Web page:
Ravines Winery Creates HWS Special Cuvées – Hobart and William Smith Colleges \
The HWS Update

Ravines Winery Creates HWS Special Cuvées

With a terroir ideally suited for the growth of some of the world’s premier grapes, it’s no surprise to discover world-class, award-wining wines in the Finger Lakes. Now, in collaboration with Ravines Wine Cellars, two Hobart and William Smith-themed wines share a place on those storied shelves.

The HWS Pulteney Reserve Dry Riesling 2019 features a delicate bouquet with intricate aromas of white flowers mingled with pear, apple and citrus. HWS Boathouse Red 2018 is a blend of Bordeaux varietals Cabernet Sauvignon and Merlot that results in a balance of dark fruit, savory herbs and minerality.


Ravines, opened by owners Lisa and Morten Hallgren P’19 in 2002, is known for producing terroir-driven, dry and mineral-tinged wines using Old World winemaking practices. Over the past two decades, Lisa, a chef, and Morten, a French-trained oenologist, have expanded their operation to include 130 acres of prime estate vineyards, two year-round tasting rooms, a wine club, wine and food pairing experiences and The Ravinous Kitchen, a seasonal farm-to-table eatery.

First planted in New York State in the 1950s, the Riesling grape is the most widely grown of the vinifera (European) varieties in the region and is considered the signature grape of the Finger Lakes. Ravines Dry Rieslings have appeared on Wine Spectator’s Top 100 Wines in the World list four times. The Hallgrens have accumulated numerous national awards and international accolades over the years, including 2003 Best Dry Riesling in the World Riesling Cup for their very first vintage, Wine & Spirits Top 100 Wineries, New York Times Top 10 Wine Experiences of the year and Food & Wine’s Best Winery Kitchens. Their Pinot Noir is the only Finger Lakes Pinot Noir to earn 90 points in the Wine Spectator.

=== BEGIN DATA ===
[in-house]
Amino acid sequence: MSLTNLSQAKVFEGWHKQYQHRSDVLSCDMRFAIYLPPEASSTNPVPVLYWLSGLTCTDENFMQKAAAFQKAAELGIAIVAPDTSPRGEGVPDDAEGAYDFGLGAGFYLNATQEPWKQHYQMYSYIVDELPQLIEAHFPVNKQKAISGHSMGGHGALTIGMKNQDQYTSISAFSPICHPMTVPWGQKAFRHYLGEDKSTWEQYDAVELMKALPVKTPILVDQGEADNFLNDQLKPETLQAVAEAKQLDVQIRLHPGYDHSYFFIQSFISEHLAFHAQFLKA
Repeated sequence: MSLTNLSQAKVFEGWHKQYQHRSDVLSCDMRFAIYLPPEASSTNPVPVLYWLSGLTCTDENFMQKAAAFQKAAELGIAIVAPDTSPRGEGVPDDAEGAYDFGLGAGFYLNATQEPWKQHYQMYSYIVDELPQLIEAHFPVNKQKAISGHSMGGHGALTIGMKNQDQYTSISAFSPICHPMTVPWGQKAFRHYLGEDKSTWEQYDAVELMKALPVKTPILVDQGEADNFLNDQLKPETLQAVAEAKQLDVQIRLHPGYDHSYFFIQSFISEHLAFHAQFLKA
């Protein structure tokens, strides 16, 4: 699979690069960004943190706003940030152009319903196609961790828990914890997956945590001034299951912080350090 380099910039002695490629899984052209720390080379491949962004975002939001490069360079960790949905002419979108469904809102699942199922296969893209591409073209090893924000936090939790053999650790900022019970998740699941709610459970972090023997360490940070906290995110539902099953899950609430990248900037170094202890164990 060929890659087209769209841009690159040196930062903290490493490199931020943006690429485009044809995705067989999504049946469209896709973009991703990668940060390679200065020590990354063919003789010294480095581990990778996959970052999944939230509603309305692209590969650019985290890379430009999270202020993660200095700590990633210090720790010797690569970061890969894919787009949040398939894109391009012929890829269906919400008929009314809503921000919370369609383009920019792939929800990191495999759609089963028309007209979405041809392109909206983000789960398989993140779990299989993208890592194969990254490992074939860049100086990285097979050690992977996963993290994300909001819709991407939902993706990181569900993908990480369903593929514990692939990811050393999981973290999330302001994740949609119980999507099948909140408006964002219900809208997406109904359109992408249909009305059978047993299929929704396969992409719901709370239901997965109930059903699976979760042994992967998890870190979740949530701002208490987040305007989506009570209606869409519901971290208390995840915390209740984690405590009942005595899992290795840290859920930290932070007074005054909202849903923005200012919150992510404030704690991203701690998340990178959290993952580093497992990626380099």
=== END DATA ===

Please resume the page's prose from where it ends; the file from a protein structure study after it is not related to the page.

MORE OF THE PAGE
Lisa Hallgren explains that “our vineyards are naturally expressive because of their soil content and meso climates. We then grow grapes at low yields so the vines have less grapes to ripen and yield higher quality, concentrated fruit with more complexity. Hand-picked fruit, gentle extraction techniques, detail work in the cellar and prudent barrel aging are some of the methods we use to of produce polished, elegant red wines.”

Professor of Economics William Waller P’99, P’04, P’09, P’13, who teaches “An Introduction to Wine,” enjoyed a tasting of the new HWS wines. “The Boathouse Red is a very rich and flavorful red, unusual for a cold-climate red,” he says, while noting that “the Pulteney Reserve Dry Riesling is a classic expression of the grape with astonishingly concentrated flavors — perfect for just sipping and looking at the fall colors on Seneca Lake.”

The Finger Lakes remains one of the top wine-producing regions in the U.S., with an estimated economic impact of more than $6 billion.

The Hobart and William Smith special cuvées are available in the Ravines tasting room on Seneca Lake and online at hws.edu/wines.

The Colleges’ share of the proceeds will go to support financial aid.